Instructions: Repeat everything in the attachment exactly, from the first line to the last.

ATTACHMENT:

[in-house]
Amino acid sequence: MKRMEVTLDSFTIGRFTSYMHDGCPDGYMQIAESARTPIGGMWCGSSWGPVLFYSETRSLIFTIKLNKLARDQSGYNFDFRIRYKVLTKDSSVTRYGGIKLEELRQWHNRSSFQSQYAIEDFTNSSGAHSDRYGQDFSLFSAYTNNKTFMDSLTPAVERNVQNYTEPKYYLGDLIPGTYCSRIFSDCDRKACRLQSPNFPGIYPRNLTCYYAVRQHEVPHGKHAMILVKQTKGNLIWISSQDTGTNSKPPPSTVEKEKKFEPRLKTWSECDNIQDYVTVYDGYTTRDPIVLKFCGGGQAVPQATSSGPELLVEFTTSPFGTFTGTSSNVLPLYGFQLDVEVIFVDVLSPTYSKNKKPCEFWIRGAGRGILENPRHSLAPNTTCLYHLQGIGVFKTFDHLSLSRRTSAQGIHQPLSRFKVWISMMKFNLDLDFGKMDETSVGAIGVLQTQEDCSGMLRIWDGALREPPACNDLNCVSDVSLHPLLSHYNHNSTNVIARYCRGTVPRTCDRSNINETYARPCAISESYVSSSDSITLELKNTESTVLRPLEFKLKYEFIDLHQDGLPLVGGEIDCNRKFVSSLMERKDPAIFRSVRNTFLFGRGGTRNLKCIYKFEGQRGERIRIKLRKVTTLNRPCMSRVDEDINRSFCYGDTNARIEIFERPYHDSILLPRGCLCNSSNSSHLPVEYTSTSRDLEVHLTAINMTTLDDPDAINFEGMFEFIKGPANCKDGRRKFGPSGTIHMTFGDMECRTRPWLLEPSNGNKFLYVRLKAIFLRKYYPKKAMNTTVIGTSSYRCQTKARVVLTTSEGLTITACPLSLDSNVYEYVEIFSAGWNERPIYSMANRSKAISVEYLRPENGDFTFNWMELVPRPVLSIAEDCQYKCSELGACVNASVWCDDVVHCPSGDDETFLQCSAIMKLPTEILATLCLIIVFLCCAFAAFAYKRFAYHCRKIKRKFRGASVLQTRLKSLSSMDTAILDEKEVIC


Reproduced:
[in-house]
Amino acid sequence: MKRMEVTLDSFTIGRFTSYMHDGCPDGYMQIAESARTPIGGMWCGSSWGPVLFYSETRSLIFTIKLNKLARDQSGYNFDFRIRYKVLTKDSSVTRYGGIKLEELRQWHNRSSFQSQYAIEDFTNSSGAHSDRYGQDFSLFSAYTNNKTFMDSLTPAVERNVQNYTEPKYYLGDLIPGTYCSRIFSDCDRKACRLQSPNFPGIYPRNLTCYYAVRQHEVPHGKHAMILVKQTKGNLIWISSQDTGTNSKPPPSTVEKEKKFEPRLKTWSECDNIQDYVTVYDGYTTRDPIVLKFCGGGQAVPQATSSGPELLVEFTTSPFGTFTGTSSNVLPLYGFQLDVEVIFVDVLSPTYSKNKKPCEFWIRGAGRGILENPRHSLAPNTTCLYHLQGIGVFKTFDHLSLSRRTSAQGIHQPLSRFKVWISMMKFNLDLDFGKMDETSVGAIGVLQTQEDCSGMLRIWDGALREPPACNDLNCVSDVSLHPLLSHYNHNSTNVIARYCRGTVPRTCDRSNINETYARPCAISESYVSSSDSITLELKNTESTVLRPLEFKLKYEFIDLHQDGLPLVGGEIDCNRKFVSSLMERKDPAIFRSVRNTFLFGRGGTRNLKCIYKFEGQRGERIRIKLRKVTTLNRPCMSRVDEDINRSFCYGDTNARIEIFERPYHDSILLPRGCLCNSSNSSHLPVEYTSTSRDLEVHLTAINMTTLDDPDAINFEGMFEFIKGPANCKDGRRKFGPSGTIHMTFGDMECRTRPWLLEPSNGNKFLYVRLKAIFLRKYYPKKAMNTTVIGTSSYRCQTKARVVLTTSEGLTITACPLSLDSNVYEYVEIFSAGWNERPIYSMANRSKAISVEYLRPENGDFTFNWMELVPRPVLSIAEDCQYKCSELGACVNASVWCDDVVHCPSGDDETFLQCSAIMKLPTEILATLCLIIVFLCCAFAAFAYKRFAYHCRKIKRKFRGASVLQTRLKSLSSMDTAILDEKEVIC